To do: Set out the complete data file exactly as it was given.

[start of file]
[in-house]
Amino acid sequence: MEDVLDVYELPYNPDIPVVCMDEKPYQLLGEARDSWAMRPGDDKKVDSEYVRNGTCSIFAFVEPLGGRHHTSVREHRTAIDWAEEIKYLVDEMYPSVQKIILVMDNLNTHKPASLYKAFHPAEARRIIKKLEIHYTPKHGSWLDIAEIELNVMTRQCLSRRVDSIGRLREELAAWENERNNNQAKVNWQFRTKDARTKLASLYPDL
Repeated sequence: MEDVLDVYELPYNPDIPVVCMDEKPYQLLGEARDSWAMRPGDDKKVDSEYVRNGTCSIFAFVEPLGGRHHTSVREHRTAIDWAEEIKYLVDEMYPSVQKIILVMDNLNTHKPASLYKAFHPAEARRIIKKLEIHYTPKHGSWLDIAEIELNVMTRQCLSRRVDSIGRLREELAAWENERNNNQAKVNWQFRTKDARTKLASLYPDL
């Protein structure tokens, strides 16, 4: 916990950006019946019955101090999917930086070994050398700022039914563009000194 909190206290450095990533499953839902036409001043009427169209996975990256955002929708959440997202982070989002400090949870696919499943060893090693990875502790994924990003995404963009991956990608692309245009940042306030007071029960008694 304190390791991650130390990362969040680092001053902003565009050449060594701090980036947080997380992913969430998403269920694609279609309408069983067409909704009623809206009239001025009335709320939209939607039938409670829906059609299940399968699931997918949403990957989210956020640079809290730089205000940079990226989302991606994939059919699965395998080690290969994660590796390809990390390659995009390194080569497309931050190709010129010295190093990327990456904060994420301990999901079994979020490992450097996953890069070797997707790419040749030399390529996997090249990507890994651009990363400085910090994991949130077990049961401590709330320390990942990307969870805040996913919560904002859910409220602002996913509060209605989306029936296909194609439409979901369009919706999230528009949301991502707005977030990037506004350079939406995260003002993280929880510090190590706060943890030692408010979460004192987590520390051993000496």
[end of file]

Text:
[in-house]
Amino acid sequence: MEDVLDVYELPYNPDIPVVCMDEKPYQLLGEARDSWAMRPGDDKKVDSEYVRNGTCSIFAFVEPLGGRHHTSVREHRTAIDWAEEIKYLVDEMYPSVQKIILVMDNLNTHKPASLYKAFHPAEARRIIKKLEIHYTPKHGSWLDIAEIELNVMTRQCLSRRVDSIGRLREELAAWENERNNNQAKVNWQFRTKDARTKLASLYPDL
Repeated sequence: MEDVLDVYELPYNPDIPVVCMDEKPYQLLGEARDSWAMRPGDDKKVDSEYVRNGTCSIFAFVEPLGGRHHTSVREHRTAIDWAEEIKYLVDEMYPSVQKIILVMDNLNTHKPASLYKAFHPAEARRIIKKLEIHYTPKHGSWLDIAEIELNVMTRQCLSRRVDSIGRLREELAAWENERNNNQAKVNWQFRTKDARTKLASLYPDL
């Protein structure tokens, strides 16, 4: 916990950006019946019955101090999917930086070994050398700022039914563009000194 909190206290450095990533499953839902036409001043009427169209996975990256955002929708959440997202982070989002400090949870696919499943060893090693990875502790994924990003995404963009991956990608692309245009940042306030007071029960008694 304190390791991650130390990362969040680092001053902003565009050449060594701090980036947080997380992913969430998403269920694609279609309408069983067409909704009623809206009239001025009335709320939209939607039938409670829906059609299940399968699931997918949403990957989210956020640079809290730089205000940079990226989302991606994939059919699965395998080690290969994660590796390809990390390659995009390194080569497309931050190709010129010295190093990327990456904060994420301990999901079994979020490992450097996953890069070797997707790419040749030399390529996997090249990507890994651009990363400085910090994991949130077990049961401590709330320390990942990307969870805040996913919560904002859910409220602002996913509060209605989306029936296909194609439409979901369009919706999230528009949301991502707005977030990037506004350079939406995260003002993280929880510090190590706060943890030692408010979460004192987590520390051993000496």